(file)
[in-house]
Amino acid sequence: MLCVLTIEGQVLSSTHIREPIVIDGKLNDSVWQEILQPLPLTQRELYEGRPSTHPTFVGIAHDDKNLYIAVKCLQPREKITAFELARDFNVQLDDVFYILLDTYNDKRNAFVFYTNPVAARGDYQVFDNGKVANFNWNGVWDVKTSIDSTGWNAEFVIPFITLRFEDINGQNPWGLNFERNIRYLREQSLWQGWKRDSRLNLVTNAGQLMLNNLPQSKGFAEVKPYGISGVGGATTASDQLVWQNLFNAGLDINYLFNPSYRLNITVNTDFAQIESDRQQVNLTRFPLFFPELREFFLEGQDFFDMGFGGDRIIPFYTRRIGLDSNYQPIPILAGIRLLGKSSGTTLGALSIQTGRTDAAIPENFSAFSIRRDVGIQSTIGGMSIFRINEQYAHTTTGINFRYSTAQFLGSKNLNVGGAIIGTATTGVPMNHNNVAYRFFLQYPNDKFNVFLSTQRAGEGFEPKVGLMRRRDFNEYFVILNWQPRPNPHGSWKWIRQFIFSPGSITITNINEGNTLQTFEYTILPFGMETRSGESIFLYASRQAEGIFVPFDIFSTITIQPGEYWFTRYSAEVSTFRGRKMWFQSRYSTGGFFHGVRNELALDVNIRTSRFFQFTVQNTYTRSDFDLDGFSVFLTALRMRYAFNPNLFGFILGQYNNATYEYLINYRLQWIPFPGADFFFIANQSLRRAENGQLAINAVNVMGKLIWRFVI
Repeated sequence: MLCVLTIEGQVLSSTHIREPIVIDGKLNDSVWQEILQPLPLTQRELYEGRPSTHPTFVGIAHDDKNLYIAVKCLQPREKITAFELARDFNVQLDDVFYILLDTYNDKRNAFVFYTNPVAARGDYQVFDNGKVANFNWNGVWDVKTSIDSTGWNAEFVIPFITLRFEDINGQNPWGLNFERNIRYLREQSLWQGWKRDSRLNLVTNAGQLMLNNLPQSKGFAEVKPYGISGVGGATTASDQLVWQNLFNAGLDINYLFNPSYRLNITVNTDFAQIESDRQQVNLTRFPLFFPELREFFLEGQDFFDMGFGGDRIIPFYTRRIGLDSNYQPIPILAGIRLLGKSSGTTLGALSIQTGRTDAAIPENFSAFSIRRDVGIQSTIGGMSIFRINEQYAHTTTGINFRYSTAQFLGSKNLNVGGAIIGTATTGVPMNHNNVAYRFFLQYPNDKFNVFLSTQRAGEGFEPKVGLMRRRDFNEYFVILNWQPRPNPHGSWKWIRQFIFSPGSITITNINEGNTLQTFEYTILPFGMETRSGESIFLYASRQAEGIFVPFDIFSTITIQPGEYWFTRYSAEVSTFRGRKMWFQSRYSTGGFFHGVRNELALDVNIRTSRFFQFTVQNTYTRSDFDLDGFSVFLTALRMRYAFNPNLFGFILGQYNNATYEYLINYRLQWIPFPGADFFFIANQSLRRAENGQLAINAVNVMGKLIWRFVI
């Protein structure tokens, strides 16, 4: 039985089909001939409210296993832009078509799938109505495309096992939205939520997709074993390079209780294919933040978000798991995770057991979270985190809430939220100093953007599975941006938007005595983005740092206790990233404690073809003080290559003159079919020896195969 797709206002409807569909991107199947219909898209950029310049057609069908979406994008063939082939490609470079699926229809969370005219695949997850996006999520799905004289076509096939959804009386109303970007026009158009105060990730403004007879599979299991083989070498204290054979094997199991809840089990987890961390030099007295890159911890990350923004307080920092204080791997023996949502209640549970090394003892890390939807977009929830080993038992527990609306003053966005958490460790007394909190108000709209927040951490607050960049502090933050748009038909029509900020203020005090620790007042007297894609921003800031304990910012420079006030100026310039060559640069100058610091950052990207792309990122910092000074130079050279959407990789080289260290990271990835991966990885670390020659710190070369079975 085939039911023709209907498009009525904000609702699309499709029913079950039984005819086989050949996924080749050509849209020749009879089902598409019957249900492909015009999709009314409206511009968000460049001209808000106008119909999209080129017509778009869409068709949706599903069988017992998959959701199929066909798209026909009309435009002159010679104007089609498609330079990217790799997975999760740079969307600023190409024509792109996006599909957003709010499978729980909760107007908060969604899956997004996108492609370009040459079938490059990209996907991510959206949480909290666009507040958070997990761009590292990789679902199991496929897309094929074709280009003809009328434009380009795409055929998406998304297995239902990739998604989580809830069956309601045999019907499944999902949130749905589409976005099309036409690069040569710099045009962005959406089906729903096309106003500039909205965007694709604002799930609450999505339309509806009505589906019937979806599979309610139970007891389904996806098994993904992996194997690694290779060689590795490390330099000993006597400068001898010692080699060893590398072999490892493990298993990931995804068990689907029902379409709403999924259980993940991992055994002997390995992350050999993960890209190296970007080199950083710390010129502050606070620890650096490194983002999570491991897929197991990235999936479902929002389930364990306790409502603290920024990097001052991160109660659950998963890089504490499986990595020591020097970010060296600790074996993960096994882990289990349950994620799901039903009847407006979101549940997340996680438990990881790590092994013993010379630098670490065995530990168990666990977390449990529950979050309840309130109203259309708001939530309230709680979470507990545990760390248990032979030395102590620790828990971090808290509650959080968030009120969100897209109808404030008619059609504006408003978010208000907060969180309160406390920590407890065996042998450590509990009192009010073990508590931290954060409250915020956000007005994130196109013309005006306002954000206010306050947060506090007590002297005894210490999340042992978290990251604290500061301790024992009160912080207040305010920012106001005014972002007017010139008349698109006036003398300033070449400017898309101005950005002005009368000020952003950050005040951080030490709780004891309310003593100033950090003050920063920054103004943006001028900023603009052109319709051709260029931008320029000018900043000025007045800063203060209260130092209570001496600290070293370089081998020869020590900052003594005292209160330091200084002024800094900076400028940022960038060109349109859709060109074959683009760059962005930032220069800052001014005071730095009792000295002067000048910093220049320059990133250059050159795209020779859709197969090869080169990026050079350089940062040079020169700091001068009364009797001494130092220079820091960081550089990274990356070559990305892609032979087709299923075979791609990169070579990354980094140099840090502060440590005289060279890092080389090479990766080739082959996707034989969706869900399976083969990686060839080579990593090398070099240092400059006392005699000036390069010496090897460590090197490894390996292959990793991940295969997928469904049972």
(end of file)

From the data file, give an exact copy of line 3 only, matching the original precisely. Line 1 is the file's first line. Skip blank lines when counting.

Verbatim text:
Repeated sequence: MLCVLTIEGQVLSSTHIREPIVIDGKLNDSVWQEILQPLPLTQRELYEGRPSTHPTFVGIAHDDKNLYIAVKCLQPREKITAFELARDFNVQLDDVFYILLDTYNDKRNAFVFYTNPVAARGDYQVFDNGKVANFNWNGVWDVKTSIDSTGWNAEFVIPFITLRFEDINGQNPWGLNFERNIRYLREQSLWQGWKRDSRLNLVTNAGQLMLNNLPQSKGFAEVKPYGISGVGGATTASDQLVWQNLFNAGLDINYLFNPSYRLNITVNTDFAQIESDRQQVNLTRFPLFFPELREFFLEGQDFFDMGFGGDRIIPFYTRRIGLDSNYQPIPILAGIRLLGKSSGTTLGALSIQTGRTDAAIPENFSAFSIRRDVGIQSTIGGMSIFRINEQYAHTTTGINFRYSTAQFLGSKNLNVGGAIIGTATTGVPMNHNNVAYRFFLQYPNDKFNVFLSTQRAGEGFEPKVGLMRRRDFNEYFVILNWQPRPNPHGSWKWIRQFIFSPGSITITNINEGNTLQTFEYTILPFGMETRSGESIFLYASRQAEGIFVPFDIFSTITIQPGEYWFTRYSAEVSTFRGRKMWFQSRYSTGGFFHGVRNELALDVNIRTSRFFQFTVQNTYTRSDFDLDGFSVFLTALRMRYAFNPNLFGFILGQYNNATYEYLINYRLQWIPFPGADFFFIANQSLRRAENGQLAINAVNVMGKLIWRFVI